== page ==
Although the wide appeal of this symphony gave it a popularity beyond the scope of Goreckiís earlier - or indeed subsequent - works, it is not the sum total of his achievements as a composer. Born near the industrial town of Katowice, he studied at its conservatory, where he later joined the teaching staff; and in Paris with Olivier Messiaen. Initial experiments with serialism, such as the First Symphony, were greeted with hostility by the Communist authorities. After spending some time in Paris, he then returned for inspiration to the folk songs and the religious music of his own country for inspiration. "Three pieces in the Olden Style" (1963) - accompanying Symphony number three on the Naxos disc - and the Second Symphony (1972), a setting of texts from the Psalms, are from this period. Gorecki was at this time developing an individual style which came to full fruition in the Third Symphony. Composition was intermittent as Gorecki was also active as a teacher until 1979, when poor health meant he had to retire from this occupation.

Since this time, however, he has produced a number of significant works on a smaller scale: a harpsichord concerto; three string quartets, the first being titled "Already it is Dusk", and all of them being recorded by Kronos; "O Domine Nostra" for soprano and organ; "Lerchenmusik" for cello, piano and clarinet; and in 1993 the "Kleine Requiem für eine Polka" for piano and 13 instruments. This last is variously translated as "Requiem for a Polka", "Requiem for a Polish Woman" and "A Small Requiem for a Pauper". It is typical of his chamber music, sharing its sound-world particularly closely with "Lerchenmusik". There are also echoes here of the second (and fastest) of the "Three Pieces in the Olden Style".

The piano enters softly to open the "tranquillo" first movement, being joined delicately by strings and woodwind in their higher registers. Fast and slow sections alternate, the former bursting out of nowhere in an abrupt change of pace which contrasts with the measured slow sections, introduced variously by funereal bells and horn solos. Messiaenís influence shows, as does that of Bartók (particularly in the clarinet solo which opens the second movement) and Stravinsky (for example when the piano leads into a fast tutti section immediately after this).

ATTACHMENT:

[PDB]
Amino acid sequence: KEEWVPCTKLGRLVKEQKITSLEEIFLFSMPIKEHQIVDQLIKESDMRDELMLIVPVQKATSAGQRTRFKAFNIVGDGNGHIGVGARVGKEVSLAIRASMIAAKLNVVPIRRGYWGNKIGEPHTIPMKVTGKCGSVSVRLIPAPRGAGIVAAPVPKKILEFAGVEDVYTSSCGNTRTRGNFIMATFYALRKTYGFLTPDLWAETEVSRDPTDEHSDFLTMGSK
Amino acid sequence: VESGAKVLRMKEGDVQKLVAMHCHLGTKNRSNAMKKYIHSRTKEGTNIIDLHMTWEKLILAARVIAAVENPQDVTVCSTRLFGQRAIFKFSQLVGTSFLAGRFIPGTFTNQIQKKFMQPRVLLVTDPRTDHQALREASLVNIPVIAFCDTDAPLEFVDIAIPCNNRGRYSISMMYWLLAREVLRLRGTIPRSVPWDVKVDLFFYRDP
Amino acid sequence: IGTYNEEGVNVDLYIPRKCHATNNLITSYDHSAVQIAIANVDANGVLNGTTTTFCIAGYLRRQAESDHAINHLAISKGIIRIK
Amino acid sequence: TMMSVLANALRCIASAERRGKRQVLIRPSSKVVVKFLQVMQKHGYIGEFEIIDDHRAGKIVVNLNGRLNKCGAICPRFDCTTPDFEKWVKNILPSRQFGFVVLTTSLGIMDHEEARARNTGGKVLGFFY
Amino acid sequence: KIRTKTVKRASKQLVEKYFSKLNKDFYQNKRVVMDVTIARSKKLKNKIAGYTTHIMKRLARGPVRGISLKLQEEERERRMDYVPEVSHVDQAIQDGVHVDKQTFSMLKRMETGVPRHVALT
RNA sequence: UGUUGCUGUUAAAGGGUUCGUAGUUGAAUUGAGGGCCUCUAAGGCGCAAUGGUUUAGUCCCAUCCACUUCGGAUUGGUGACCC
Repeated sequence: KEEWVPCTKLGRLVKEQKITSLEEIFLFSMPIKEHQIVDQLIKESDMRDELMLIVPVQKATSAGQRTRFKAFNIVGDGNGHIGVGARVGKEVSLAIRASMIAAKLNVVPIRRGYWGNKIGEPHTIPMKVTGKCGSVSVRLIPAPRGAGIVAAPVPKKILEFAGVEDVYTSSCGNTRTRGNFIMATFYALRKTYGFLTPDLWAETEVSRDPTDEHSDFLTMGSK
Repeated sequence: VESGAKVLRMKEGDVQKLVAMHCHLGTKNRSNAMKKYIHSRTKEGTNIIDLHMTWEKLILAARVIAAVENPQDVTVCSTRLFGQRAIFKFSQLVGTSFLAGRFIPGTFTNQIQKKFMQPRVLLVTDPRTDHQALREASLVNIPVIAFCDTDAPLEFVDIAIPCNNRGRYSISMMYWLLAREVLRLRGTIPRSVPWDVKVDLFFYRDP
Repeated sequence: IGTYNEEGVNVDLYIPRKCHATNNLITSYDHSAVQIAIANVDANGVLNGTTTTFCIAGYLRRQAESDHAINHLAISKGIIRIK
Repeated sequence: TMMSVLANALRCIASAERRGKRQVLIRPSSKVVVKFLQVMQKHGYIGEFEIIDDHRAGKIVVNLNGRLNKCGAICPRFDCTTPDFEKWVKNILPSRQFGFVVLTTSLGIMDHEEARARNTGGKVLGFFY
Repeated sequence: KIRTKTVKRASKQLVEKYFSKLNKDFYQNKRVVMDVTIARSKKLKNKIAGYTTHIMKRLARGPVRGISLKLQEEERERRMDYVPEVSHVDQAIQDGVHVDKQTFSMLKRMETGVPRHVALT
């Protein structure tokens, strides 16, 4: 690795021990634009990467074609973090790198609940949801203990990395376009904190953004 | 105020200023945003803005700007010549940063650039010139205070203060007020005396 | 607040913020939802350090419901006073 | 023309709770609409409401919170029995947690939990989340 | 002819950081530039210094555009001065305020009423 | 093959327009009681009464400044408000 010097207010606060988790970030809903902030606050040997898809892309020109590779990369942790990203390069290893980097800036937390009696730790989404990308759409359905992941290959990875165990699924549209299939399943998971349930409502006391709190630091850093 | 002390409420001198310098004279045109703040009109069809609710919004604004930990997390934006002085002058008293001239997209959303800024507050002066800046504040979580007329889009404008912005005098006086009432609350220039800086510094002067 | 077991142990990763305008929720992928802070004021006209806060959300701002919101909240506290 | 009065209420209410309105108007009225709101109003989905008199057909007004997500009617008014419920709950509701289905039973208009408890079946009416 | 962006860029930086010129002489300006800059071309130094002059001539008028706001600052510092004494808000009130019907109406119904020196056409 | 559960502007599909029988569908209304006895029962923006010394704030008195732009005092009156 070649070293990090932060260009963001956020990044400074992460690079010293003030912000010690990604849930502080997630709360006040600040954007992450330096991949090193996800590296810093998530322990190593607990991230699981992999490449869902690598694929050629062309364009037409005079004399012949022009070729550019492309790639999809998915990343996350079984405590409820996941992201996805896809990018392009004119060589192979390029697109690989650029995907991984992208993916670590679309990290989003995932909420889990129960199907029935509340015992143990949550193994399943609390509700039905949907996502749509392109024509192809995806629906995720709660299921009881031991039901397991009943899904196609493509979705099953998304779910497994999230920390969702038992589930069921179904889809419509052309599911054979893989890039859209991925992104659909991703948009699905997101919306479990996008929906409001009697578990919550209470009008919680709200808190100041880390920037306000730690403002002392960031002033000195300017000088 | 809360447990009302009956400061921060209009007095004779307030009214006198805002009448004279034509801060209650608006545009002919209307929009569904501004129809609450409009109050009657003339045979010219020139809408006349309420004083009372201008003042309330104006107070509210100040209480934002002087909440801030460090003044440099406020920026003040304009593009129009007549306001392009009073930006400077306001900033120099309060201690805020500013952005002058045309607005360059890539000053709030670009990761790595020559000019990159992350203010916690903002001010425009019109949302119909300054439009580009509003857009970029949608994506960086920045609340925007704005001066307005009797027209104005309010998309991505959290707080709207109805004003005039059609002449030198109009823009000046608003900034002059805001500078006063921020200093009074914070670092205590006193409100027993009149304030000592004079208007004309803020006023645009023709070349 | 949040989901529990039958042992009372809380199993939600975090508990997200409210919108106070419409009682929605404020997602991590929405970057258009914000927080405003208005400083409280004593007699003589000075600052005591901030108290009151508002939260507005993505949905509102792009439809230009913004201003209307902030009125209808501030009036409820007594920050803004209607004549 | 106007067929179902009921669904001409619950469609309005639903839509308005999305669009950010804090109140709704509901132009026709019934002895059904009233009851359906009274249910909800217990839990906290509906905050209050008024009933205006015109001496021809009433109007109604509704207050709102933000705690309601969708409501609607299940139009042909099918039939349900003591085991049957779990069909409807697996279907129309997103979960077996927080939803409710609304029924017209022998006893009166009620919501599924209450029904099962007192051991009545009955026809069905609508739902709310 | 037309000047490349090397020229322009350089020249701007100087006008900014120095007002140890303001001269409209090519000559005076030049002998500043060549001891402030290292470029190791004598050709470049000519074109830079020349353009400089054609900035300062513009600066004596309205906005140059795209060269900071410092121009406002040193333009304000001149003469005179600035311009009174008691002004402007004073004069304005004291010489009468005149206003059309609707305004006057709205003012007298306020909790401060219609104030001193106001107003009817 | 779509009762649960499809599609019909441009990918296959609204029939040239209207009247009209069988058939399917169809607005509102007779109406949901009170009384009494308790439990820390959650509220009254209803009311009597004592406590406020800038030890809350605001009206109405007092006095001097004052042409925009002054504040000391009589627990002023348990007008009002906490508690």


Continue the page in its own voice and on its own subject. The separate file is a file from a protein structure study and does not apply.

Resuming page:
At times the work is mournful - particularly in the third movement - but at others it is surprisingly joyful for a Requiem. The alternating tempi and repetition of the thematic material suggest a cycle of life and death in which each individual plays only a small part. Hints of timelessness and eternity are here as well as both joy and sadness.

"Lerchenmusik" similarly alternates slow, gracious and dignified sections and boisterous quick ones. It is on a more intimate scale being written for the three instruments: clarinet, cello and piano. The choice of clarinet and folk music influence present in much of Goreckiís work gives this piece something of a klezmer feel.

Gorecki also wrote significant choral works. "Miserere" (1981) was written in response to the violent dispersal by the authorities of a Solidarity protest. "Good Night" (1990) was written in memory of Michael Vyner of the London Sinfonietta, as was Hans Werner Henzeís Requiem. Recordings of both of these are available, on Elektra Nonesuch 79348-2 and Telarc 80417 respectively.

The "Symphony of Sorrowful Songs", described by Gorecki as "an intensely felt revelation of the human condition", brought him international celebrity and the opportunity to retire to his beloved Tatra Mountains. However, it is only one of a number of powerful, interesting and relatively accessible works this composer has written and the rest of his oeuvre deserves exploration.

Julie Williams